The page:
One Penn State passenger who took the instruction to heart in a big way was John Cannon. He was taking some pretty great photos with his iPhone to begin with, but he really became enamored of playing with them in the iPhone’s photo editor, and frequently would show me the results he was getting. And each time he did, I’d love the image so much that I’d ask him to Air Drop it to me immediately. (Not familiar with Air Drop? Remind me and I’ll do a post on that sometime.)
The photo at the top of this post is one of John’s, and so are the ones below. Read more
After four days of getting in and out of Zodiacs for excursions along the Antarctic Peninsula, we’re back on the ship fulltime, cruising the Drake Passage. The way we spend our time has changed accordingly. Some people have used the days at sea to catch up on sleep, attend lectures, watch Antarctica-themed documentaries in the ship’s theatre, or make appointments at the ship’s spa.
For about three or four of the ship’s passengers—and I’m one of them—it’s a great opportunity to work on photographing birds in flight.
I still don’t fully understand why certain seabirds tend to follow ships, but I sure love it when they do. Yesterday alone I saw lots of cape petrels, a black-browed albatross or two, a white-chinned petrel, a smaller seabird called the Antarctic prion, and a wandering albatross. When I copied the images from my memory card onto the external hard drive I brought with me, I discovered I had shot 1,084 photos. Of birds. In one day.
When you’re photographing birds in flight, you do tend to shoot a lot of photos. You shoot in a burst (in the case of my Nikon D500, 10 frames per second), and once you can get the autofocus to lock onto the bird, you just keep shooting as long as you can keep the bird in your viewfinder. Then along comes another bird—or the same bird circles around and comes back—and you repeat the process.
The vast majority of the photos I got are very much deletable—the bird is out of focus, or it’s way overexposed, or it’s flying away from me (in other words, a butt shot), or one of its wings is cut off by the edge of the image. Quite a few images show nothing but ocean, with the bird long gone. But I did get some keepers, and you can see them below in slide-show format.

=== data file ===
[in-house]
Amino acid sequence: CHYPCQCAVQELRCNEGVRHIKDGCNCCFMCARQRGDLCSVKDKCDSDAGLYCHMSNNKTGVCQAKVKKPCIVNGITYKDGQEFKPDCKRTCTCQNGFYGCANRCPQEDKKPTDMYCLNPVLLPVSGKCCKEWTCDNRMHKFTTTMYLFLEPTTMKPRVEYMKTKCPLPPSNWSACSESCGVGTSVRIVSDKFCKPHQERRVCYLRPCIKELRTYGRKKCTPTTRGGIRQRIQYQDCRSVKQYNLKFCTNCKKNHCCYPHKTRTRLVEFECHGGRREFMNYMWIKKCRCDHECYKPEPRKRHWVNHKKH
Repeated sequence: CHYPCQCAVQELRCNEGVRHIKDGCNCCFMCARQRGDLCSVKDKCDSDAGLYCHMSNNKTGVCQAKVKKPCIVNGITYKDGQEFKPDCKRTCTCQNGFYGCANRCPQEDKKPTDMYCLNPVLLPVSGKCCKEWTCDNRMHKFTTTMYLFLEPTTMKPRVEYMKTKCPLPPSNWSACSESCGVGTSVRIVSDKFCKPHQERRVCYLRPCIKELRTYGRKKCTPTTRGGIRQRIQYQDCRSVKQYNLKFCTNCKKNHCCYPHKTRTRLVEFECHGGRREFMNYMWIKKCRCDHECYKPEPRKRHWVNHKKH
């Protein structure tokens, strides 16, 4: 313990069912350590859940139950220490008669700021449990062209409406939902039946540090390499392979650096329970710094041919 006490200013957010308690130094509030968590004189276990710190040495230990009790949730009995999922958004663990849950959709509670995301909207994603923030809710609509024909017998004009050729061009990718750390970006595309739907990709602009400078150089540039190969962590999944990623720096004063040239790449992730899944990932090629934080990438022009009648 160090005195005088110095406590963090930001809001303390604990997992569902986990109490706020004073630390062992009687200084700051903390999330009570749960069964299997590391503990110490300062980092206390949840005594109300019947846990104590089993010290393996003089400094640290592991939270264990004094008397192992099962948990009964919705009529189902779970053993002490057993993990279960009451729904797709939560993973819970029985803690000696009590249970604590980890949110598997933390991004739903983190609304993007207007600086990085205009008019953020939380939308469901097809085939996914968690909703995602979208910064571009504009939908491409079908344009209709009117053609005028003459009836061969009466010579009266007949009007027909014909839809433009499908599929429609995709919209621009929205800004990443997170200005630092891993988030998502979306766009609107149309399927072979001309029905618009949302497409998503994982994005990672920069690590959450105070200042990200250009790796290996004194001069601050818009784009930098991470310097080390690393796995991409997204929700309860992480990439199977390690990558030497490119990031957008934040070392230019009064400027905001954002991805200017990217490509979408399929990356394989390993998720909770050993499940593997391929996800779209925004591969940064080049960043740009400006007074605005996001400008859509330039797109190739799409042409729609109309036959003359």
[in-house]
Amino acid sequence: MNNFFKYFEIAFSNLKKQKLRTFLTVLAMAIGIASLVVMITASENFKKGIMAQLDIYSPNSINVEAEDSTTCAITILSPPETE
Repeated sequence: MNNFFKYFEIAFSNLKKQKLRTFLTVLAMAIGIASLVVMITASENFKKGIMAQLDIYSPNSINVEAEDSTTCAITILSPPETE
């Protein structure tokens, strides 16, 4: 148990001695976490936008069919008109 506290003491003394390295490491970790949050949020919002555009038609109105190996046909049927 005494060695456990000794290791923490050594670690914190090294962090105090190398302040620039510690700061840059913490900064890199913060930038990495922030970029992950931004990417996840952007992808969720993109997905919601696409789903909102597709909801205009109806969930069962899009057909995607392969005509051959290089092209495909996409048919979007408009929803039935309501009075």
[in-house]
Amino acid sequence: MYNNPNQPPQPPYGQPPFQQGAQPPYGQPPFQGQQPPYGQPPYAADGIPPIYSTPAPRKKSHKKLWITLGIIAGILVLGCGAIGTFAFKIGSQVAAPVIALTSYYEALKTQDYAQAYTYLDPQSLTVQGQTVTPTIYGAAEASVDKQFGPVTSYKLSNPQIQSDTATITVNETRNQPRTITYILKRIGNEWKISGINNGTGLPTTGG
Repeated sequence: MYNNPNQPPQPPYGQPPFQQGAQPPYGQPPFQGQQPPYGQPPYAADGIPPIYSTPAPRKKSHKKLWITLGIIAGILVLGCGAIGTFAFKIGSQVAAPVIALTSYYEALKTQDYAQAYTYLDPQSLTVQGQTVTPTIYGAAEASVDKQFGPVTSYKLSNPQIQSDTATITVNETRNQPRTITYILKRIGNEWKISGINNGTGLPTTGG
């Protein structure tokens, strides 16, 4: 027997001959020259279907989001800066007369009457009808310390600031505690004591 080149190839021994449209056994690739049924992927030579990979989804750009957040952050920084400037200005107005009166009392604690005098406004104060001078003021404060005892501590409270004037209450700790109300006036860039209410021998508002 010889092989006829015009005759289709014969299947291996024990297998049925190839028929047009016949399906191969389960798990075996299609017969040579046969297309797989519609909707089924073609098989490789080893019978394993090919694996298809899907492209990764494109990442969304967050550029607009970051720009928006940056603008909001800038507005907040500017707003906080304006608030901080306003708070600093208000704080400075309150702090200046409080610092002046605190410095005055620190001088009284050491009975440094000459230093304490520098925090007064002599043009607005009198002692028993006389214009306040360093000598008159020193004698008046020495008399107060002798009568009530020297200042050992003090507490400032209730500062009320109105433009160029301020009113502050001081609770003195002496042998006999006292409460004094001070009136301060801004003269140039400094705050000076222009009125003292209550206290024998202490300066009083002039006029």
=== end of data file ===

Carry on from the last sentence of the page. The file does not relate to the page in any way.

The lousy weather of two days ago messed up our itinerary bigtime, but everything worked out great in the end. The original plan called for us to land at Whaler’s Bay on Deception Island on Friday morning, then head north to Half Moon Island to see the chinstrap penguins in the afternoon. From there we would head through the Antarctic Sound and visit a colony of Adélie penguins at Paulet Island on Saturday morning, in the afternoon visit Brown Bluff and make a true continental landing.
But the snowstorm and high winds on Friday stranded us at Deception Island for most of Friday. The captain had to cancel the Half Moon Island visit, and then had to cancel the Paulet Island visit, but we still held out hope we could at least visit Brown Bluff.
But then when we entered the Antarctic Sound yesterday morning (right around the time I was visiting the bridge), the winds kicked up ferociously. The expedition leader later showed us a visual of the Beaufort Scale and pointed to the worst possible category—hurricane force—and said that that’s what we experienced. Trees would have been flying, he said Read more
We were told at the beginning of the Expedition to Antarctica that “flexibility” would be the word for the trip, and that’s proving to be especially true today. Our itinerary for today called for us to visit Deception Island in the morning, then sail about three hours north to Half Moon Island to see a colony of chinstrap penguins. (Most of what we’ve seen so far have been Gentoo penguins, which are definitely cute, but chinstrap penguins are flat-out adorable.) We accomplished the Deception Island part just fine, but that’s where things stalled out. A weather front came through with a lot more strength than expected, and we’ve been experiencing snow and strong winds—so strong that we’re stuck here until the storm passes.
At right is a shot (click on it to see it larger) of what the scene looked like out our dining-room window at lunchtime. The weather in Antarctica is so changeable. We’ve seen fog, rain, bitter cold, and bright sunny days where we were sweating like crazy in our ship-issued red parkas. But I think even the crew is surprised at today’s all-day snow in the middle of the Antarctic summer.
We did have a more or less successful landing at Deception Island this morning. The island is actually Read more
We’ve seen a lot on this trip so far: the city of Buenos Aires, Tierra del Fuego National Park at the bottom tip of Argentina, the birds flying near the ship on the Drake Passage. But for many of us, the part where things really start to get real is when we finally get to see penguins. And we are definitely seeing penguins.
Many of the passengers saw their first penguin three nights ago around midnight, as we sailed through the Melchior Strait on our way to our first Antarctic stop, Paradise Harbour. I missed this, as I was asleep in my cabin, but I’m told that a pod of orca whales escorted the ship for a while—and then the passengers saw a single chinstrap penguin, stranded on an ice floe. Apparently the orcas had chased it Read more